Samuel Pepys by John Hayls (NPG 211)

Nowadays this portrait is almost inseparably linked to the Diary of Pepys , whose vivid description of the sittings is unusually detailed documentation.  Fuller understanding of both painting and diary, however, has only recently become possible.

Surprisingly, at first consideration in 1858, the Gallery declined it as “the alleged portrait of Samuel Pepys”. Despite the painting’s unbroken family descent, it had appeared at auction ten years earlier only as ‘Portrait of a Musician’.  This led to a period of uncertainty reinforced by the third edition of the Diary, published in 1854. This proposed that the sitter was more likely to be Pepys’s musical friend, Mr Hill. Recently discovered  archival correspondence between the Secretary, George Scharf and Gallery Trustee William Smith, suggests this considerably swayed the Trustees’ judgement.

They had serious doubts also concerning the asking price when the owner, Peter Cunningham, emboldened perhaps by his identification of the piece of music Pepys holds as one of his own settings, first offered the portrait for £200 [figs. 1-3]. Privately William Smith thought the value of even the most important portrait of Pepys “would not be more than 40 pounds”, and when he discovered through Christie’s “the very small sum” for which Cunningham had actually purchased it, he exclaimed to Scharf, “Peter-Peter-very bad boy!”

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Left image - Fig. 1 Letter from Peter Cunningham to George Scharf, Secretary of the Gallery, 8th January 1858 (NPG Archive NPG46/3/11)
Right image - Fig. 2 Letter from Peter Cunningham to George Scharf, Secretary of the Gallery, 23rd January 1858 (NPG Archive NPG46/3/11)

Fig. 3 Pencil sketch from Sir George Scharf’s Trustees’ Sketchbook 1, 1857-8, p. 9 (NPG Archive NPG7/1/3/1/2/1)

Even the painting’s inclusion in the 1857 Art Treasures Exhibition in Manchester where its tour guide had heralded the portrait as “our quaint old friend, Pepys” which “will be welcome to us all” was evidently viewed as insufficient substantiation.

When the portrait was offered afresh at 50 guineas in 1866, the Trustees’ caution about the price proved well founded, but they finally acceptedthe painting for the collection. Even so, Scharf’s Memorandum to the Trustees, a rare documentary survival, reveals his continuing anxiety to martial the evidence for the identification convincingly. [fig.4]

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Fig. 4 Memoranda respecting a portrait of Samuel Pepys, by George Scharf, Secretary of the Gallery,
15 February 1866 (NPG Archive NPG46/3/11)

Virtually unknown in his own lifetime, Pepys’s Diary also needed reassessment. It remained overlooked amongst his bequest to Magdalene, Cambridge, until the 19th century, when fresh elucidation of its shorthand [fig. 5] was followed by numerous highly variable editions until a scholarly publication was produced in the 1970s.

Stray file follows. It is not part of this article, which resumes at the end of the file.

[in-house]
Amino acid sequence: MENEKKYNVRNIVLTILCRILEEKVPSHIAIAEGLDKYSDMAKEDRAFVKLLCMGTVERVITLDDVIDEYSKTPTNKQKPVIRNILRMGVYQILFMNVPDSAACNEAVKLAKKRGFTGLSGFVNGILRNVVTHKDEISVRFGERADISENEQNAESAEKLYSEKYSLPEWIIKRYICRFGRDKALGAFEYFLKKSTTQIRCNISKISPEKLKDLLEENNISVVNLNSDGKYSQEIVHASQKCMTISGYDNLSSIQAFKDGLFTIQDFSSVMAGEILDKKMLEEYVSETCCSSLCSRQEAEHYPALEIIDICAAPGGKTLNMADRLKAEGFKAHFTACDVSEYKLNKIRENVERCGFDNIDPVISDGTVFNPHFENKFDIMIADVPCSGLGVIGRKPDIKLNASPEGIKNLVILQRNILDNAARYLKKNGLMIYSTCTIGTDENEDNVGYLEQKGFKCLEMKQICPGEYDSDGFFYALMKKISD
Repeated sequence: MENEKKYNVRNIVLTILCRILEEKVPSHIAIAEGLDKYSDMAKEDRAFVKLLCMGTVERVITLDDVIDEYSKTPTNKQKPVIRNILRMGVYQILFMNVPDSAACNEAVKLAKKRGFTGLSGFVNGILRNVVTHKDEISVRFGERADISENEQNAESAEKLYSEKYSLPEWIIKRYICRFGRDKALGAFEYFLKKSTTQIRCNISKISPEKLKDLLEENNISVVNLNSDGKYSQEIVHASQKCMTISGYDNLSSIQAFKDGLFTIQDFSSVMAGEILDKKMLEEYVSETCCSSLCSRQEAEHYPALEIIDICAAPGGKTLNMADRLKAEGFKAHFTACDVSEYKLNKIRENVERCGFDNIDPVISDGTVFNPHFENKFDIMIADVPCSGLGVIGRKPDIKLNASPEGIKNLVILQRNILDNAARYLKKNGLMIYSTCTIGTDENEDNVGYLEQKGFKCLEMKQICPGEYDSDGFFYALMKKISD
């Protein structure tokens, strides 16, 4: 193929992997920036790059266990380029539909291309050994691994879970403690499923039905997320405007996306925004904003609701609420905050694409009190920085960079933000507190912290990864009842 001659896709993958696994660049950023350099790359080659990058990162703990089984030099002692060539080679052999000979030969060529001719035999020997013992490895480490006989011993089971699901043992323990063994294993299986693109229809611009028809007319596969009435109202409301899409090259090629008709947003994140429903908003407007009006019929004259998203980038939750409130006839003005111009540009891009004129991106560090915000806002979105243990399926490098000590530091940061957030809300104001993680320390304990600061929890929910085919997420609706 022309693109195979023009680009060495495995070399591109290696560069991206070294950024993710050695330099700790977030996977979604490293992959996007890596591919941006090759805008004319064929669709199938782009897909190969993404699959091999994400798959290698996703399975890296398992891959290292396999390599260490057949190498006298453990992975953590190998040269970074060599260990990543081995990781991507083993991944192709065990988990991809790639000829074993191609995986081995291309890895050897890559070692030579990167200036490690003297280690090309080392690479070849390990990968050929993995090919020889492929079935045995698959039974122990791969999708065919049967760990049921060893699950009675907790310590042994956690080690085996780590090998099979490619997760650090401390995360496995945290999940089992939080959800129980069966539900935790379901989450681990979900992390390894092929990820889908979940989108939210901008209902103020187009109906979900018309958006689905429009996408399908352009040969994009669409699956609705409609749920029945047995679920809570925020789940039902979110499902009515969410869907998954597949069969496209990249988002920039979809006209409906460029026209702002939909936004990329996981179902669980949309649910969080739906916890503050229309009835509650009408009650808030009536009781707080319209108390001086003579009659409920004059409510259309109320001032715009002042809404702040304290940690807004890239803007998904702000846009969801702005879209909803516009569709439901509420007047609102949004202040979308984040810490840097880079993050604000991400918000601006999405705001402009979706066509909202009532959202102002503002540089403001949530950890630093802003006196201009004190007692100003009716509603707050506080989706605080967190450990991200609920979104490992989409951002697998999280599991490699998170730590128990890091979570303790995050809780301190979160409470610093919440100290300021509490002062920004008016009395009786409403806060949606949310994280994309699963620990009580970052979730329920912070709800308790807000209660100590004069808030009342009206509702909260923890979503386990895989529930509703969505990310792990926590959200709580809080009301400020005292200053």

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Fig. 5 Shorthand entry for 11 April 1666 from Pepy’s diary.  Reproduced by permission of the Pepy’s Library, Magdalene College, Cambridge.

Wednesday 11 April 1666

To White Hall, having first set my people to worke about setting me rails upon the leads of my wife’s closett, a thing I have long designed, but never had a fit opportunity till now. After having done with the Duke of Yorke, I to Hales’s, where there was nothing found to be done more to my picture, but the musique, which now pleases me mightily, it being painted true. Thence home, and after dinner to Gresham College, where a great deal of do and formality in choosing of the Council and Officers. I had three votes to be of the Council, who am but a stranger, nor expected any. So my Lord Bruncker being confirmed President I home, where I find to my great content my rails up upon my leads. To the office and did a little business, and then home and did a great jobb at my Tangier accounts, which I find are mighty apt to run into confusion, my head also being too full of other businesses and pleasures. This noon Bagwell’s wife come to me to the office, after her being long at Portsmouth. After supper, and past 12 at night to bed.

(Transcription reproduced from the Project Gutenberg

With disarming candour, Pepys himself sometimes confesses in the Diary that he creates confusion, such is his constant fusing of “pleasures and business”.  But few now can doubt his confidence that, despite his exuberant transformation of the sittings into occasions for merry making and music, “the picture goes on the better for it”.